9 Comments

Summary:

Verizon is firmly on the Android train with a full line of handsets, but it may be detouring that train through Redmond to replace Google search with Microsoft’s Bing on Android phones. Customers can’t change the default to other search providers, which won’t be popular.

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Verizon is firmly on the Android train with a full line of handsets, but it may be detouring that train through Redmond, Wash. to replace Google search with Microsoft’s Bing on future Android phones. Customers were quick to notice that Bing is the default search engine on Verizon’s Galaxy S Fascinate phone, and no Google search apps are installed on the phone. These apps don’t appear in the Android Market for downloading either, thus preventing Verizon customers from easily bypassing Bing search. One other major Google service missing from the Fascinate is Google Maps.

Fascinate owners can still run Google searches through the web browser, but the convenience of having a dedicated Google search widget/app is lost to Verizon’s customers. It appears Verizon is actively blocking the accessibility of some Google apps on the Fascinate, and it’s being reported that will be the case on all of Verizon’s Android handsets going forward.

Verizon signed a $500 million deal with Microsoft last year to put Bing on its handsets, which is likely behind this lack of Google love. The carrier has raised the ire of BlackBerry owners in the past by replacing Google search with Bing; with this deal, Microsoft may have found a chink in the Android armor on Google’s own platform. We’ve asked Verizon to comment on this story, and will provide updates once we’ve heard from them. These types of carrier-specific deals may be the wave of the future; perhaps we’ll hear more about them at our Mobilize conference this month.

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  1. Robert Welbourn Thursday, September 9, 2010

    I, for one, was looking at replacing my BlackBerry with some Android variant on the Verizon network next spring when current my contract is up. If VzW are going to play this stunt of blocking applications, I’m going to rethink my choice of carrier.

    Rob

  2. Bit of a moot point since a Bing search result click opens Android’s browser ( Chrome ) and that URL is resolved ( and logged ) at Google.

    Some mild brand name diluting, lost a tiny sliver of AdWord CpC but Google still has the data.

    The real story will be later in October post Window Phone 7 launch …think there’ll be a Google search widget available?

    1. Not always true. And, what say you to the fact Verizon blocks Google apps? I just bought two new Fascinates w/2 year contract w/data plans only to have to return them tomorrow. I just wanted to load Google Earth and it’s not accessible. I was hoping to use Verizon, but now I can’t see using them when they profess to provide unlimited Internet access but, in reality, have blocked sites. That kind of censorship is deemed very offensive in the USA. Too bad, because since AT&T blew it with me (10 years w/Cingular >> AT&T) by not honoring their promise to keep me on my data plan, I am moving to another carrier. If these wipes would just be straightforward with their customers and stop hiding their feats of unethical (and illegal) behavior I could live with some of their limitations. But when a company is lying to their customers about this kind of crap, one can only imagine what will happen down the road. Censorship of Yahoo! must be next. (I haven’t even tried getting to Yahoo! through Verizon yet. I bet it tells me it can’t find it, just like Google Earth.) http://m.google.com/earth = “The requested item could not be found.” Really, Verizon? Really?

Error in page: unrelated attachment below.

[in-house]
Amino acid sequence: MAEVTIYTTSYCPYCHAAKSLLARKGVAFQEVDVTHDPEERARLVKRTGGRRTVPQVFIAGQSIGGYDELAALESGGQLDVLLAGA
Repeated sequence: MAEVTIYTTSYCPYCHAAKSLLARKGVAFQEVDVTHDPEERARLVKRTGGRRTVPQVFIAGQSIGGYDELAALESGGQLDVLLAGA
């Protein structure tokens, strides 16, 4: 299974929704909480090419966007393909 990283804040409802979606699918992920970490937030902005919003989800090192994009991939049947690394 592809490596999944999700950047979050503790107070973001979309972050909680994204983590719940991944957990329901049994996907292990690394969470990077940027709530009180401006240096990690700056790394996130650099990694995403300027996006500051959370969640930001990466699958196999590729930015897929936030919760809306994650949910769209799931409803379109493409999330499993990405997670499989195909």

3. I was going to get the fascinate for sure until this deal breaker. Been with vzn for over ten years, but if all the good phones will be bing bound I have to go where they will give me choice. Contract up in 90 days and I’m looking at Sprint. The ill will from this move may cost vzn at lot more than 500mil.

  4. Why are people so interested in rooting and flashing roms? Oh yeah, thanks for the reminder, VzW.

  5. BTW JK you do great reporting.

  6. Android’s “openness” means little when it’s the carriers who decide how it’s going to be used. Just sayin’.

  7. Zacqary Adam Green Thursday, September 9, 2010

    On the bright side, this might completely obliterate the Google/Verizon net neutrality agreement.

  8. this is a perfect example of why it is in consumer interest to completely seperate phone sales from service contracts. i would like to see all phone sold unsubdized without any service contract or carrier branding.

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